NATO PA President’s statement on the attribution of large-scale cyber hacks to China

20 July 2021

The President of the NATO Parliamentary Assembly, Gerald E. Connolly (United States), issued the following statement condemning Beijing’s role in a series of recent cyber operations, which Allied and several partner governments attributed to China and Chinese-based groups yesterday. One of these attacks targeted the Microsoft Exchange Server earlier this year, compromising thousands of computers and networks worldwide.

“NATO Allies took a major step in exposing China’s irresponsible behavior in cyberspace and systematic efforts to disrupt and undermine the processes at the heart of our democracies and free economies. Cyber-attacks conducted by the Chinese authorities and their proxies have undermined the security and integrity of networks worldwide and can cause considerable harm to our security, economy, and our democratic societies. I urge China to uphold its international commitments, abide by recognized international norms and stop engaging directly or indirectly in such malicious and criminal cyber operations, which I strongly condemn. 
Time has come to bring to light the activities of states and other cyber actors which seek to undermine our democratic societies and free economies by engaging in malicious ransomware, data theft, cyber-espionage and other harmful cyber activity. I welcome the recent NATO Summit’s reaffirmation of NATO’s determination to play its part in actively deterring, defending against, and countering the full spectrum of cyber threats.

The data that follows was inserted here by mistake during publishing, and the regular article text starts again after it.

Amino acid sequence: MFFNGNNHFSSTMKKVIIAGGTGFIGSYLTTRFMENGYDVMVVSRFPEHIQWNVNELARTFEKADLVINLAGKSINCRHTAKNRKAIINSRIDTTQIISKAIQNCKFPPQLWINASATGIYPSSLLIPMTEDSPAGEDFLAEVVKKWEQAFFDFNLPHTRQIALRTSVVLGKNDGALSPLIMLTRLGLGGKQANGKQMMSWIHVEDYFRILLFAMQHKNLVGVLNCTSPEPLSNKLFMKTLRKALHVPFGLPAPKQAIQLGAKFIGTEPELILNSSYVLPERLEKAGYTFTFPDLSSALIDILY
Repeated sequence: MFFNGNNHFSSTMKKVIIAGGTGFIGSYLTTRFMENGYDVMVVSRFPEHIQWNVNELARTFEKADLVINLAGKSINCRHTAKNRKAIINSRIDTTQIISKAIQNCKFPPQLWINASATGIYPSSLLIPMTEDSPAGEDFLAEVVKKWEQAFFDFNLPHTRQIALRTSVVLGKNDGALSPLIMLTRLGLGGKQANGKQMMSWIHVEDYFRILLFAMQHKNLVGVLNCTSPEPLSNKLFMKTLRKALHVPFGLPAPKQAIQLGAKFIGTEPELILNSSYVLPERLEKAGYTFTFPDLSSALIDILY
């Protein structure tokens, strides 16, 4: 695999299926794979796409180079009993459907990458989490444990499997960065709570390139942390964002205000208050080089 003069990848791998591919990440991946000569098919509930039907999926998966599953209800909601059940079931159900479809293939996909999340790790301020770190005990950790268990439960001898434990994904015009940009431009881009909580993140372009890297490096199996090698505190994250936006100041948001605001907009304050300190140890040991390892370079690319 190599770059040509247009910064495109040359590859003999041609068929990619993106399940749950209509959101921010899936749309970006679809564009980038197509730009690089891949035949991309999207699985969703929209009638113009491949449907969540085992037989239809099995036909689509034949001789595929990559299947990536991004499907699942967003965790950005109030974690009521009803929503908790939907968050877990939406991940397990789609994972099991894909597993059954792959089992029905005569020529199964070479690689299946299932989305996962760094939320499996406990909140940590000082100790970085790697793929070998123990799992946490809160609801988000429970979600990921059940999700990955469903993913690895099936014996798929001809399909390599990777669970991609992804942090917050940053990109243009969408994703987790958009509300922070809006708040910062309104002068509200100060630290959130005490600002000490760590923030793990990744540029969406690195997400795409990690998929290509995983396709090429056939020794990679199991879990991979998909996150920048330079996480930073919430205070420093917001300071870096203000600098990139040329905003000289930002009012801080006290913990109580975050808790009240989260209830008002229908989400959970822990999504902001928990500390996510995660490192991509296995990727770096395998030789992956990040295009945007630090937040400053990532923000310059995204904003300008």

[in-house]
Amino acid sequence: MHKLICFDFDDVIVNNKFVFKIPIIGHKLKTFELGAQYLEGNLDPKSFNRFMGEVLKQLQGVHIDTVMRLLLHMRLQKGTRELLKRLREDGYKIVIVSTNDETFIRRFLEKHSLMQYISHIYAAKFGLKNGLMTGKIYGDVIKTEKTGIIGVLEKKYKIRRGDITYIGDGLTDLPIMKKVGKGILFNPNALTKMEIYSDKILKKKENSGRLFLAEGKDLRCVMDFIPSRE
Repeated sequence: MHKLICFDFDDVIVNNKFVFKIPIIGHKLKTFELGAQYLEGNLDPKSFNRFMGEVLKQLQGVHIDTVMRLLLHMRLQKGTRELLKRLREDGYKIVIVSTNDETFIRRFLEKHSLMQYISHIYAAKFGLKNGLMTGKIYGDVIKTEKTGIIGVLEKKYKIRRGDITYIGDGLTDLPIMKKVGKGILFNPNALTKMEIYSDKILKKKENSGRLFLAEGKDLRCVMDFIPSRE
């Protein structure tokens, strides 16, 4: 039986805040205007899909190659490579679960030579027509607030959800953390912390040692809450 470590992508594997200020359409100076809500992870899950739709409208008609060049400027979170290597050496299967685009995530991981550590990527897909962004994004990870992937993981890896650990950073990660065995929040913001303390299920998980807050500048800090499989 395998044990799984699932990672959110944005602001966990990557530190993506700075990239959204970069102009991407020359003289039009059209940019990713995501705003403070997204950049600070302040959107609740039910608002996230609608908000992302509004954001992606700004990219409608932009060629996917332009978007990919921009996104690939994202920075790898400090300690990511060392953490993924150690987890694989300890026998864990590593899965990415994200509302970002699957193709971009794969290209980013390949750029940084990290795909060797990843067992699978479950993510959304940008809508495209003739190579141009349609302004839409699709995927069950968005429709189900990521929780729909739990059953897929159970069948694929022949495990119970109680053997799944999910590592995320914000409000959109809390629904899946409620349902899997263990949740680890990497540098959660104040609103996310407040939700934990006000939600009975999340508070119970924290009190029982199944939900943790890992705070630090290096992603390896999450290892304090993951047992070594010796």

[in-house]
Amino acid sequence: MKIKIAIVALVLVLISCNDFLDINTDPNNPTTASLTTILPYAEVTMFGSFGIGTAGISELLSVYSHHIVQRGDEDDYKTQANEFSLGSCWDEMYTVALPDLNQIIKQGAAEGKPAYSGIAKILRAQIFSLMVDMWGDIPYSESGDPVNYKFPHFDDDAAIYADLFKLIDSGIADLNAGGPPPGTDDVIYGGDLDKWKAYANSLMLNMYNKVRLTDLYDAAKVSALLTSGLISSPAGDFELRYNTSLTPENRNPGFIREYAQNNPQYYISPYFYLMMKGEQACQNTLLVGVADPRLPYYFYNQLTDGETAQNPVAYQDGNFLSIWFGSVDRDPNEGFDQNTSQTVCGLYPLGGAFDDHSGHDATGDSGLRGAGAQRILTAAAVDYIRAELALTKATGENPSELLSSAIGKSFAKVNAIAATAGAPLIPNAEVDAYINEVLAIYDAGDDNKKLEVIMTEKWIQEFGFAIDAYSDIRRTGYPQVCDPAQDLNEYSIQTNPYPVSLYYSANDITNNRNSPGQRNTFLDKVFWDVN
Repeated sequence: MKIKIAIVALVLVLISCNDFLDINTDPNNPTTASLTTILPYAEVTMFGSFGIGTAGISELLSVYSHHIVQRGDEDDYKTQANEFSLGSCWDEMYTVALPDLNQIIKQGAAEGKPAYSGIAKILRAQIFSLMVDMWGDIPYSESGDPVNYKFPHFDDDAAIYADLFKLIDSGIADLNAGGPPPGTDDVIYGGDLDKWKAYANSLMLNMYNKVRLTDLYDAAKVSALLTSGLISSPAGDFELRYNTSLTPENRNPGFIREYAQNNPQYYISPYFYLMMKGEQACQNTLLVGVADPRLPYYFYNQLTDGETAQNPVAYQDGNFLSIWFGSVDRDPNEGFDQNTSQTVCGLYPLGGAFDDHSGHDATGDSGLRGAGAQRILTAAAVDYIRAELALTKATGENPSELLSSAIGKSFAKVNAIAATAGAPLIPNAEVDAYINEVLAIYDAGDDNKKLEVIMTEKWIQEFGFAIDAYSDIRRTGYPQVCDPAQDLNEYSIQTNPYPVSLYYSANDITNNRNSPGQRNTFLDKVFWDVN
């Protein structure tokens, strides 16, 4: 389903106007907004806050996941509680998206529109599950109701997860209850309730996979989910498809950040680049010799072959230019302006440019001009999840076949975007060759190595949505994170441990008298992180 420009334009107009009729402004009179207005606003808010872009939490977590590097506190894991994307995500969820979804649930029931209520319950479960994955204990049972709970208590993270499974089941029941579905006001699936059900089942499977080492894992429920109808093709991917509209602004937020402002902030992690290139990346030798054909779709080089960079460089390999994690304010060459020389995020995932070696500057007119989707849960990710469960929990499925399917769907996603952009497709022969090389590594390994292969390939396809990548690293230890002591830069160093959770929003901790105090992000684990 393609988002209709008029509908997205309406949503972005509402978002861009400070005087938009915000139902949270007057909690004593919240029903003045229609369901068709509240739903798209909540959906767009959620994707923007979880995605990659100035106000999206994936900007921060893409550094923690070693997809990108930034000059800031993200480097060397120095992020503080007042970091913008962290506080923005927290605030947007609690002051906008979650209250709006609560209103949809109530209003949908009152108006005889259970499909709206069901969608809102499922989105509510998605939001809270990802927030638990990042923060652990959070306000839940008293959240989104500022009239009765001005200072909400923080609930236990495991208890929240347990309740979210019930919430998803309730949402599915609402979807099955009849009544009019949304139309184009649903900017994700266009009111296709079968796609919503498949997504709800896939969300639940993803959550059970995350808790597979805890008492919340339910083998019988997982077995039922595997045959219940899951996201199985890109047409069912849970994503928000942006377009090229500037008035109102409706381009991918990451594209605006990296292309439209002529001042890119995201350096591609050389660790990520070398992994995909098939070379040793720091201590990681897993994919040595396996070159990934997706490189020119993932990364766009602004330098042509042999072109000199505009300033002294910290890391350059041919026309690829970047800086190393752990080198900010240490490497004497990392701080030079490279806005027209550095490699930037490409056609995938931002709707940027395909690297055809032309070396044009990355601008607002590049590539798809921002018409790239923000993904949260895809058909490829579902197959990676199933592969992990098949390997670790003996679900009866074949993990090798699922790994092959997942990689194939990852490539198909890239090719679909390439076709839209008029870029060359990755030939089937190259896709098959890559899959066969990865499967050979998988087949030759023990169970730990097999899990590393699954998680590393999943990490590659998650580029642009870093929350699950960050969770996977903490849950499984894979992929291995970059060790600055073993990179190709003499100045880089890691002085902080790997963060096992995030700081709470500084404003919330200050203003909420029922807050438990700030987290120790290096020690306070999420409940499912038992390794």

I also welcome the Brussels Summit’s clear statement that Allies must develop a common approach to China’s attempts to undermine the rules-based international order and promote its autocratic model of government. The NATO Parliamentary Assembly has urged NATO to take concrete action to defend democracy by creating a Democratic Resilience Center at NATO Headquarters tasked with monitoring threats to democracies and assisting Allies to strengthen their democratic institutions, including against cyberattacks.
We look forward to contributing our ideas on NATO’s future Strategic Concept, which must both reaffirm our commitment to the shared democratic values underpinning NATO and take into account the major shifts in our security environment, including China’s rise. In relations with China, we must compete to preserve our competitive edge, counter where we must and engage where we can and where it is in our interest to do so. The decision by NATO Allies to call out China’s malicious cyberactivity can hopefully open the way for constructive engagement on ways to enhance global cybersecurity.”

Read also